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Old 30th Nov 2022, 11:32 pm   #1
Phil G4SPZ
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Default Soldering iron bit temperature

I hope this will be considered an acceptable topic for this section.

I’ve been thinking about how a conventional soldering iron maintains its bit temperature with a constant wattage element. The bit temperature remains reasonably constant once it’s up to temperature, even without any fancy electronic or magnetic temperature controllers. I did wonder whether the element resistance rises when hot, thus reducing the power drawn, but some resistance measurements on my 15 watt Antex show that this is a very marginal effect: 3.7k cold, 3.8k hot.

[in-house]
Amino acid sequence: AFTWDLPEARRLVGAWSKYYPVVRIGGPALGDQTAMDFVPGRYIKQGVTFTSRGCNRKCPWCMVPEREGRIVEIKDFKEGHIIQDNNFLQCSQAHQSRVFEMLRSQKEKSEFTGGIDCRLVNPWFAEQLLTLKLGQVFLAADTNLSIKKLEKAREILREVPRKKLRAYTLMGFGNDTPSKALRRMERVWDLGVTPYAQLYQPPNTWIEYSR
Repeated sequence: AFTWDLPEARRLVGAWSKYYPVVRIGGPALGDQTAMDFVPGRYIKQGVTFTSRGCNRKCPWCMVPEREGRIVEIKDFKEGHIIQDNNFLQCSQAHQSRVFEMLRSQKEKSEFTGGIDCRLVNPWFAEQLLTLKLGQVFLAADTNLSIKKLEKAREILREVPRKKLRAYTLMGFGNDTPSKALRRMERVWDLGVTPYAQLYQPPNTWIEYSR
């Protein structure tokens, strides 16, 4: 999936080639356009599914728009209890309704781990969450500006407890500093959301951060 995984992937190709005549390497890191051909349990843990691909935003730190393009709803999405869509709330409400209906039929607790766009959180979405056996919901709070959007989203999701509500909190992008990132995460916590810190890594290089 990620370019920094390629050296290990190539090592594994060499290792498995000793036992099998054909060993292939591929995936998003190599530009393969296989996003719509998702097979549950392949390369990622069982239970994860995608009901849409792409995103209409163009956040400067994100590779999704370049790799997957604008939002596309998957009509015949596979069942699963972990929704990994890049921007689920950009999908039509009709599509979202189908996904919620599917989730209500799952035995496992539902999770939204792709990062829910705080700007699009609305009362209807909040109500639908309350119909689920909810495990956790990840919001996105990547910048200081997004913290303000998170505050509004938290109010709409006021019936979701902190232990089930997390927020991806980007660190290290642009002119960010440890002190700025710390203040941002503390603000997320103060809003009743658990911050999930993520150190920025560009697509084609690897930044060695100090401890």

So I conclude that the bit temperature stabilizes at a temperature where it, and the other hot parts of the iron, are losing heat to the environment at the same rate as heat is being supplied by the element. Any thoughts?
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Old 30th Nov 2022, 11:39 pm   #2
Herald1360
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Default Re: Soldering iron bit temperature

I think your thought is correct.


Ever tried soldering outdoors in even a slight breeze with a small low powered iron? The "forced air" cooling is very effective
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Old 30th Nov 2022, 11:57 pm   #3
Restoration73
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Default Re: Soldering iron bit temperature